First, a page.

The meaning of paper publication is different than it once was. There is lots of work available online, but, though a/g hasn’t changed much – rob publishes the work as regularly as the tide -- coming across these physical objects – these little chapbooks and pamphlets – is different now.  I’m surprised again and again at the electricity that can be generated by just a few sheets of folded paper!

Poets are often overlooked by the press and publishers.  Given that this article will be written for an audience that is comprised mostly of non-writers, can you please explain how critical a publisher like a/g press is.

It’s vital that writers and readers have access to engaging writing that exists outside of the strictures of commercial publishing. Of course there is lots of great writing that makes money, but there is also lots of exciting and engaging writing that, by its nature and the nature of publishing, can’t exist within the commercial framework. Presses like a/g allow these writers to be published and allow readers to read their work. I’d use a nature metaphor: Commercial writing is writing that is domesticated or harvested in some way. I see the work published by presses like a/g as writing in its wild form. So rob, as editor, is more a wilderness guide than combine harvester.

For those outside of Ottawa: Given that you do not live in the National Capital Region, I would be interested in hearing your view on the poetry scene here.

My impression is that the scene is very vibrant. There are many fantastic people doing interesting things, not only in terms of creating great writing, but in terms of supporting and promoting the work of others through small & micro press publishing, innovative reading series, performers, blogs, etc. For example, to name just a few people: Cameron Anstee, Max Middle, Pearl Pirie, rob mclennan, Amanda Earl, jwcurry. There are initiatives that exist in Ottawa that don’t exist in the same way in other places.  Not living in Ottawa, it’s always exciting to hear about what is happening there.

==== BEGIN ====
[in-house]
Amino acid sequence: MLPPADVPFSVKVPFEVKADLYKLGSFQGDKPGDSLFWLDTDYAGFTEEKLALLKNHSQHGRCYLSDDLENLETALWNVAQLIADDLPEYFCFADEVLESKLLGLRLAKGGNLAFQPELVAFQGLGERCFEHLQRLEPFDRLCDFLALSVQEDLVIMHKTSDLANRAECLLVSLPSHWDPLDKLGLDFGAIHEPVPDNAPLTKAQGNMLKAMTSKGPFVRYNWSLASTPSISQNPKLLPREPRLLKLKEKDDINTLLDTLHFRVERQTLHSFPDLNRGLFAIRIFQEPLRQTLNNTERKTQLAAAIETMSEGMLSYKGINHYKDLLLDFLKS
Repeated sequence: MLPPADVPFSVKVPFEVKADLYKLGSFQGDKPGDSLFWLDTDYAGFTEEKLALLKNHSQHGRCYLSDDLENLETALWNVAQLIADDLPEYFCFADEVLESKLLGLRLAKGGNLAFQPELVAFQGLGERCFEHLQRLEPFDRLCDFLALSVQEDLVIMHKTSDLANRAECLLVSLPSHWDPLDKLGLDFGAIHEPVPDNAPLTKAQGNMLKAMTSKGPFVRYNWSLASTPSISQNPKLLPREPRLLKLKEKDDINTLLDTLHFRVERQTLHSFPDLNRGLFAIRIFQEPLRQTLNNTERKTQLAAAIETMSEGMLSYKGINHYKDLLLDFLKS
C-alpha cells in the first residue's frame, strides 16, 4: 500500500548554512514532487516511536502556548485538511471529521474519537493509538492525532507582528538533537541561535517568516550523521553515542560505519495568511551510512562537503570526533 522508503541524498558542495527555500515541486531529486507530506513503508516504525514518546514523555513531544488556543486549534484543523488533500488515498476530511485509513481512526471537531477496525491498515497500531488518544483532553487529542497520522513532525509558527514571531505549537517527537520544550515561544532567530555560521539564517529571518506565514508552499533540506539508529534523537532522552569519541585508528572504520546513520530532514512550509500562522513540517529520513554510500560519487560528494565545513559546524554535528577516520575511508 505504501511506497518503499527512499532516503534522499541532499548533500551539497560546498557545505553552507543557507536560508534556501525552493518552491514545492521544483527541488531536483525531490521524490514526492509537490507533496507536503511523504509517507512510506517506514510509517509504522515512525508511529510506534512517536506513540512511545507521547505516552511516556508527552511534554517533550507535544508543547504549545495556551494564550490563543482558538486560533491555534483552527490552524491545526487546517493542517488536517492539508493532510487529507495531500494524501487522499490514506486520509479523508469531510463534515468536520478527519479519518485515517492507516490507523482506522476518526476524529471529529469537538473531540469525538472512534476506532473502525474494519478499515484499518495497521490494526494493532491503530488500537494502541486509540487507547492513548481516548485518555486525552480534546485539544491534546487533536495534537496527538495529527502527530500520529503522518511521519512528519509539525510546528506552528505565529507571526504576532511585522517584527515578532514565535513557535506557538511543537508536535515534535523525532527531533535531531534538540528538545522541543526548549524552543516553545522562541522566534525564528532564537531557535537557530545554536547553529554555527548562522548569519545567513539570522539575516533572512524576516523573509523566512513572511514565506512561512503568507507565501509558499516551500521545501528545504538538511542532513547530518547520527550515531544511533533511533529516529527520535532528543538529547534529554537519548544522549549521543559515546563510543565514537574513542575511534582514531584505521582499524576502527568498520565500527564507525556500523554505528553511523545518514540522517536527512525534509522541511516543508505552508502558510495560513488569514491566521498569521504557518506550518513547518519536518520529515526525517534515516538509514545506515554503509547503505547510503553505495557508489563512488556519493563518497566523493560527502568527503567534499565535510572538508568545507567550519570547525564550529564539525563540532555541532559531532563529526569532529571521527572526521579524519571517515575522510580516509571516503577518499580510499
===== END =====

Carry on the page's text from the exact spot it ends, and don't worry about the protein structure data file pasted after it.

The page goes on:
Sunday, August 18, 2013

Friday, August 16, 2013

Monday, August 12, 2013

PPS Do You Copy performance: reviewed; news round-up

Tracy Kyncl at The Puritan's Town Crier blog writes about some recent Toronto-areas readings including my performance at the Margaret Christakos-curated  P.P.S. Do You Copy? event exploring the Writing after Conceptual Art exhibition at the Power Plant gallery.

She says some lovely things! It's here.

Also, I'm pleased to announce three things:

One, that two of my images have been selected to be lamppost banners for the King William St. Art Walk.

And two, I'll be E Writer in Residence at the Toronto Public Library for a month in the fall. The E writer position is part of the TPL's Young Voices program. This should be fun.

And lastly, I'll be teaching a creative writing class at Mohawk College again this fall. The course will be Humour Writing. It's always fun since I get to steal the best lines from my favourite comic writers to share with (or pass off as my own) with the students.

The Re(ad) Yarn: Narrative in the Visual Poetry of Satu Kaikkonen

My article and interview with Satu Kaikkonen about her fantastic visual work is now up at Jacket2: It's here.

Thursday, August 01, 2013


Fabulist of the surface: Márton Koppány and the shimmer of meaning

My new commentary is up at Jacket2. This time a discussion of some work by the brilliant Márton Koppány.